The Cheltenham Festival: Three huge upsets

For four days in the middle of March, the biggest and brightest talents in the National Hunt racing world congregate in Gloucestershire and battle for supremacy at the Cheltenham Festival. This years’ Festival is just around the corner and experts have started tipping horses they think will star on the biggest stage in jumps racing.

While some horses may be considered certainties to claim prestigious prizes at the Festival, this is the world of sport we are talking about. Anything can happen in sport and that unpredictability is one of the reasons sport is so universally popular.

Over the years at the Cheltenham Festival, favourites have been beaten, defending champions have been toppled and long-odds outsiders have upset the form book to claim famous victories. Here are three of the biggest shocks in Cheltenham Festival history.

Beech Road – 1989 Champion Hurdle

Eight weeks before traveling to the Festival, Beech Road lay prone on the Cheltenham turf, after suffering a crashing fall in a chase on New Year’s Day. Toby Balding was incredibly relieved to see his star survive such a terrible tumble and he decided to drop Beech Road back to hurdling and target the Champion Hurdle at the Festival.

Richard Guest guided the 50/1 shot into battle, keeping his power dry for much of the race at the rear of the field. With two hurdles to jump, Guest asked his mount for an effort and Beech Road responded magnificently, overtaking all before him and streaking clear to score a sensational two length victory. Beech Road went onto claim further glory at Cheltenham, but that shock victory in the Champion Hurdle will always be his crowning glory.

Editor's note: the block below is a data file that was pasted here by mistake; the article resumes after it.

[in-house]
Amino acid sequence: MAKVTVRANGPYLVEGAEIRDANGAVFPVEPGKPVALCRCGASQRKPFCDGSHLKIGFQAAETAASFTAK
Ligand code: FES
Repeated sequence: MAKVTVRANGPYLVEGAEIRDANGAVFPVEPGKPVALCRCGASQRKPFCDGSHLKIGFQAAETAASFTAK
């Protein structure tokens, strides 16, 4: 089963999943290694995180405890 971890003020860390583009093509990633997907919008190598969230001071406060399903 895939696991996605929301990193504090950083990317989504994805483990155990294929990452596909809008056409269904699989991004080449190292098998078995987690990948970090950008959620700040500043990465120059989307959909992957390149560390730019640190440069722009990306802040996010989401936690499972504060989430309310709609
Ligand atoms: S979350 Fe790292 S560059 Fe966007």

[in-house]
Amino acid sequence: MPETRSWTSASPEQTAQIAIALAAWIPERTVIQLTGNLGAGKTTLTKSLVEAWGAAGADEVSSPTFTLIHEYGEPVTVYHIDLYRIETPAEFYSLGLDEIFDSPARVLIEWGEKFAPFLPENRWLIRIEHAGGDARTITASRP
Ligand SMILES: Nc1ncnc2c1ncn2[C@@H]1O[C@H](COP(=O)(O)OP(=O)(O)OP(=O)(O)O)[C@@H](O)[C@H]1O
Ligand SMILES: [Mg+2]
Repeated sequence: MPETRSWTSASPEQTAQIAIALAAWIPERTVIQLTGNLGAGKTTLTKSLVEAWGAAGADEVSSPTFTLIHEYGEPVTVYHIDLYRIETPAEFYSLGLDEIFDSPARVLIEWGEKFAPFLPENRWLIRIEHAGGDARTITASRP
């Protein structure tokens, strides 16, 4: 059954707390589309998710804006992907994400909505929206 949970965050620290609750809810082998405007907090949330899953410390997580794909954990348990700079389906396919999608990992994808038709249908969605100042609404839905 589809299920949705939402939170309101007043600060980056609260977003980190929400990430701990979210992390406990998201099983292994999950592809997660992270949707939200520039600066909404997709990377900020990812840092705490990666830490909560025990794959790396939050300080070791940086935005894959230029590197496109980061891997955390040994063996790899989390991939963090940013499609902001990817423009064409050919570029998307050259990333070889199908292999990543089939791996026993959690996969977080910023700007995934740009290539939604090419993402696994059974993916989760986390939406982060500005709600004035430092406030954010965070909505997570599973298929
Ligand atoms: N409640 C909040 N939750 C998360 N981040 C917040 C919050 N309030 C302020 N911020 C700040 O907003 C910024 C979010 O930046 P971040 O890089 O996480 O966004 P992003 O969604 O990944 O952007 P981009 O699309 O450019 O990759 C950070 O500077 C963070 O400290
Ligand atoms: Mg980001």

Western Warhorse – 2014 Arkle Challenge Trophy

Heading into the 2014 Arkle, all eyes were on joint-favourites Champagne Fever and Trifolium at the head of the betting. Experts couldn’t split the pair as the starter dropped his flag. In the end, the debate was inconsequential, as 33/1 outsider Western Warhorse got up in the dying strides to triumph in dramatic fashion.

Two of jumps racing’s great dynasties were left celebrating in the winners’ enclosure, as trainer David Pipe heartily congratulates jubilant jockey Tom Scudamore. The injury brought his career to an abrupt end at the end of the season, but Western Warhorse’s incredibly victory will live long in the memory of all the Cheltenham patrons lucky to be in attendance.

Norton’s Coin – 1990 Gold Cup

Saddled by a little-known dairy farmer from Wales, Norton’s Coin carried a price of 100/1 into the 1990 Gold Cup. Along with all the experts and fans looking on, Sirrell Griffiths gave the nine-year-old little to no chance of producing a winning challenge, with the field trailing some way behind Desert Orchid, who carried an odds-on price into Cheltenham’s showpiece event.

What followed was a performance for the ages. Norton’s Coin set a hot pace at the front and, after seeing off Desert Orchid down the home straight, he kept his composure in the closing stages to hold Toby Tobias at bay and claim a historic victory.

Whether Norton’s Coin’s incredible feat will ever be repeated is yet to be seen. His victory remains one of the most shocking moments in horse racing history and he remains the biggest outsider ever to win at the Cheltenham Festival.

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